The audio from your video playback on an iPod is piped through the mono audio speaker as well, and you can adjust the volume right on the side. This is a great feature to have if the viewer is just you or everyone is close by (e.g., in a tent or something). However, you might want to invest in a portable speaker as well to increase the volume output. There is a connector on the side of the Cinemin that lets you plug in headphones (or a speaker like this).

The Cinemin is hinged in the middle which means that you can easily adjust the angle of projection to be straight forward, at an angle or 90 degrees straight up to the ceiling (as I mentioned, great for bed viewing).

Cinemin Swivel 4

There is a manual focus dial to help you adjust the crispness of the image being projected as well. The output, once properly focused, does produce quite a crisp view (not HD but definitely quite good).

Another nifty thing that you can do is flip the image using the "reverse" switch. This means that if you want to project from behind (say perhaps using a sheet as an impromptu screen) you could reverse how the movie looks so that from the other side it looks correct. Hmmm, I see lots of potential here for a Halloween decoration enhancement (e.g., projecting on smoke or fog).

Below is a quick video that shows some of the functionality and attempts to provide a view of how well the video output is.

My Final Thoughts

I think that this space will start to really heat up in 2010 as more cell phones and gaming devices become more powerful, and have the ability to store/display HD quality video. The problem with these smaller projectors is that they still suck up a lot of battery so they are only really good for about 2 hours of video (enough for a movie). To really go far, battery needs to be improved to last 4-5 hours, and there must be an easy way for interoperability with many devices, or devices need to start standardizing (perhaps the Light Peak technology that is being finalized could be a good way to standardize connection and provide high bandwidth transfers between devices). I found the many cords and connectors that I had to potentially carry with this device to be more in size than the Cinemin itself. It would be great if they could develop one that has much more of the connectivity built in.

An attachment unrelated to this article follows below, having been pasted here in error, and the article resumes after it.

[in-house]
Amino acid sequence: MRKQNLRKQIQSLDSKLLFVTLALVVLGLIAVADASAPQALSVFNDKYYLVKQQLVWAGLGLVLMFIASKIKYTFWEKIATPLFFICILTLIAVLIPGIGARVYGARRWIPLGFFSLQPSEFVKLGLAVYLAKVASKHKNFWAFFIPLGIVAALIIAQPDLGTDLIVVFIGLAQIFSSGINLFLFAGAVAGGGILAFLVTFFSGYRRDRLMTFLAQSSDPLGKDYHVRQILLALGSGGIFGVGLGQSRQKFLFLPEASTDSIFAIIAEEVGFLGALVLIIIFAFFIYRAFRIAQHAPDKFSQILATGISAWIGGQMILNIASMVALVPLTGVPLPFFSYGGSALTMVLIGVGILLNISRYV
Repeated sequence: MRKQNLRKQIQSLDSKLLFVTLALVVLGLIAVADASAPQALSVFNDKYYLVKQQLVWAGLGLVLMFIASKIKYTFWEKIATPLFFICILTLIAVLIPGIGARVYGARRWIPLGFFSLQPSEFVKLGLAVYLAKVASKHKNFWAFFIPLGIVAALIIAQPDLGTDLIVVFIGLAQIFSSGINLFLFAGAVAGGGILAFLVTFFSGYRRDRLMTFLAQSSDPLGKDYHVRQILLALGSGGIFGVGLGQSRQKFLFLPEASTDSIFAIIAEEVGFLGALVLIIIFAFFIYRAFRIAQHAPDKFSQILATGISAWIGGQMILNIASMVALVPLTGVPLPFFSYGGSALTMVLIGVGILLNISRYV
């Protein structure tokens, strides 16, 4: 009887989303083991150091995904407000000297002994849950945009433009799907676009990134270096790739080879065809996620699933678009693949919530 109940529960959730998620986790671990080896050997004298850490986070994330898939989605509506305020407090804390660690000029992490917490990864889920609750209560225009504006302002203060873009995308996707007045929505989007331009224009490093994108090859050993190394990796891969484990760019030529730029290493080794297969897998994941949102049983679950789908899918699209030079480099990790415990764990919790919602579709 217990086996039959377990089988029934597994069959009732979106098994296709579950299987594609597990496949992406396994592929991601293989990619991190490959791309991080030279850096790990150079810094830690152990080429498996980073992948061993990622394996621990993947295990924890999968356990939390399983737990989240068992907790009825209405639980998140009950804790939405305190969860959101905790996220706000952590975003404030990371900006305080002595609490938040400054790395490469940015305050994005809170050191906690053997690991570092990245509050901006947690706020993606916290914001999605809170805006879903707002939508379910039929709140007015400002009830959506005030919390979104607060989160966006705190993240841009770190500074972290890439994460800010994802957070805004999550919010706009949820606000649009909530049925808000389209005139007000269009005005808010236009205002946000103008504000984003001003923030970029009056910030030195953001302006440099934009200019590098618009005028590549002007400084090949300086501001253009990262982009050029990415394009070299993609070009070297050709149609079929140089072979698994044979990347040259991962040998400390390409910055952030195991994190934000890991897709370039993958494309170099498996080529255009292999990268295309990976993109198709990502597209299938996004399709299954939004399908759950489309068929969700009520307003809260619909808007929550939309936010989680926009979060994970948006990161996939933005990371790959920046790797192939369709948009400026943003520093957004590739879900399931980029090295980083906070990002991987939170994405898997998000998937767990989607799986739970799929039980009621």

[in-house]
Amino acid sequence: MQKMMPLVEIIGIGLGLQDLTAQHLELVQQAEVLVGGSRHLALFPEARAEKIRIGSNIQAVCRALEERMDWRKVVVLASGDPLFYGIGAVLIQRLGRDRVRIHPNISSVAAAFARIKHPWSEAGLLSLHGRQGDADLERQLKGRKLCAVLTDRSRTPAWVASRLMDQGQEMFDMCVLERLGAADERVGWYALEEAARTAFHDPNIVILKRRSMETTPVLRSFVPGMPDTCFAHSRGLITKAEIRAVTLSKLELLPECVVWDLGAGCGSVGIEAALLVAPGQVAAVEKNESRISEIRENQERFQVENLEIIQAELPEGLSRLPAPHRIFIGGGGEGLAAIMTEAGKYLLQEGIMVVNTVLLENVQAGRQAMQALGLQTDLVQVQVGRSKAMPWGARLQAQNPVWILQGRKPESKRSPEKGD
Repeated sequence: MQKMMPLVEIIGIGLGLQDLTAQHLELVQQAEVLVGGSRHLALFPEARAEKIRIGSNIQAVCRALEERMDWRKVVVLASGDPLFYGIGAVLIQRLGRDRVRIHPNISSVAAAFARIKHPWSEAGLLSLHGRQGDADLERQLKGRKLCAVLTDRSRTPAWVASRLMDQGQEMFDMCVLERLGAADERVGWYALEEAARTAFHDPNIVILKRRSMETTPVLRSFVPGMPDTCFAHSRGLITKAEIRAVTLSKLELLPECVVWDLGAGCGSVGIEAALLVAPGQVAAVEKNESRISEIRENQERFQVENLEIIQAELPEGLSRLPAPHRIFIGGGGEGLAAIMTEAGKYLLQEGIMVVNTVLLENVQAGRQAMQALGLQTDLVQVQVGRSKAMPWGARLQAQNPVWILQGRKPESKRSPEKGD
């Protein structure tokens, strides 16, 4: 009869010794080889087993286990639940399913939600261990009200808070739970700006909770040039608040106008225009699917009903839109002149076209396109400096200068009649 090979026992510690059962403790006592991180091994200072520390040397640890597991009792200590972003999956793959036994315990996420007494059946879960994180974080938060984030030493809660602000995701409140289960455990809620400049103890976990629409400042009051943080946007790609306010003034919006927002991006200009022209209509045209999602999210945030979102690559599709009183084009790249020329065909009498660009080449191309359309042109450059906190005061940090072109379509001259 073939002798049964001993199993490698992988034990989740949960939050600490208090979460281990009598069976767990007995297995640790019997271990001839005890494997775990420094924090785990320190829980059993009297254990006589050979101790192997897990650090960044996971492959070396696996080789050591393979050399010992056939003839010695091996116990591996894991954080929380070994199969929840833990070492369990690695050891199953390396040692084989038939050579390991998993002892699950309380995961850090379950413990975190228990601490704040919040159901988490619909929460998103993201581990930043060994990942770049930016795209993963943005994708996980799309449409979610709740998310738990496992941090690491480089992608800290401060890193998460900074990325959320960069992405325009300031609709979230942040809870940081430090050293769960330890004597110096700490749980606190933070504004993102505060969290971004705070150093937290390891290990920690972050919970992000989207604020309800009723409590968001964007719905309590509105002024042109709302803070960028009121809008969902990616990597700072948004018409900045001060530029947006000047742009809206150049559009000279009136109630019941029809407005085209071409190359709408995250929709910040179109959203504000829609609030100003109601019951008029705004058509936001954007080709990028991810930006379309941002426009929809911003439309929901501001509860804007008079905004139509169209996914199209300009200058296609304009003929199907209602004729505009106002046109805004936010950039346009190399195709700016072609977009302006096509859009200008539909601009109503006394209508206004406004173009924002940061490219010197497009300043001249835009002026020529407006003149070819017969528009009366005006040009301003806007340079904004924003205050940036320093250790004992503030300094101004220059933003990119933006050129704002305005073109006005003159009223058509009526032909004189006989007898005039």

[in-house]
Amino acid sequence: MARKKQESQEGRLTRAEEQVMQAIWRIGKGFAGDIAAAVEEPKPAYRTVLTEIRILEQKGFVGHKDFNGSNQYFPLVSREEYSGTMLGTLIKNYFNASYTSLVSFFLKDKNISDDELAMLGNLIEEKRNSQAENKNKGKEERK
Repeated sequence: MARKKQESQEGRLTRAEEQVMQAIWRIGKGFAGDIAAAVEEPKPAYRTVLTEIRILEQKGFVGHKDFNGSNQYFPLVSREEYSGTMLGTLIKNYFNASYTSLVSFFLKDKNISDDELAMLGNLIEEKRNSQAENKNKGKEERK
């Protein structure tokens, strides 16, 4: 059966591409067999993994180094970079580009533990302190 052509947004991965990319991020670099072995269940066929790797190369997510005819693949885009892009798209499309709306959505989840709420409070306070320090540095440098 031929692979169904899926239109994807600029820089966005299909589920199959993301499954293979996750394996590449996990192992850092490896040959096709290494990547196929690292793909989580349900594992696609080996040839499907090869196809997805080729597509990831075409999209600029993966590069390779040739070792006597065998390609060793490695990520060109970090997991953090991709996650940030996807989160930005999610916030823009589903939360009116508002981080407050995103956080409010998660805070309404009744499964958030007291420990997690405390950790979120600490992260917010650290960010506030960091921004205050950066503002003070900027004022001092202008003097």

The packaging is pretty nice, but I was a bit surprised with the documentation, or lack there of. The documentation is pretty sparse, consisting of just a few pages and most are graphical. I would have expected a bit more.

The current generation of the Cinemin is a great first start. It’s small, portable and throws enough light that videos can be seen quite well in dark rooms. It can attach to just about any device that contains video which means that an "instant theater" can be set up just about anywhere. While it’s a bit pricy at $349 (actually the WowWee site is showing it’s price at $299.99 and is listed on Amazon for $289.99).

DISCLOSURE OF MATERIAL CONNECTION: http://cmp.ly/1. My full review policy and disclosure can be found on my About page.

HTD says: The Cinemin is perfect for someone who travels frequently, for parents that need quick A/V theater on-the-go, by someone who does not have the space for a big screen TV (or the budget for one either), or for gadget lovers like me.

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Michael Sheehan (“HighTechDad”) is an avid technologist, writer, journalist, content marketer, blogger, tech influencer, social media pundit, loving husband and father of 3 beautiful girls living in the San Francisco Bay Area. This site covers technology, consumer electronics, Parent Tech, SmartHomes, cloud computing, gadgets, software, hardware, parenting “hacks,” and other tips & tricks.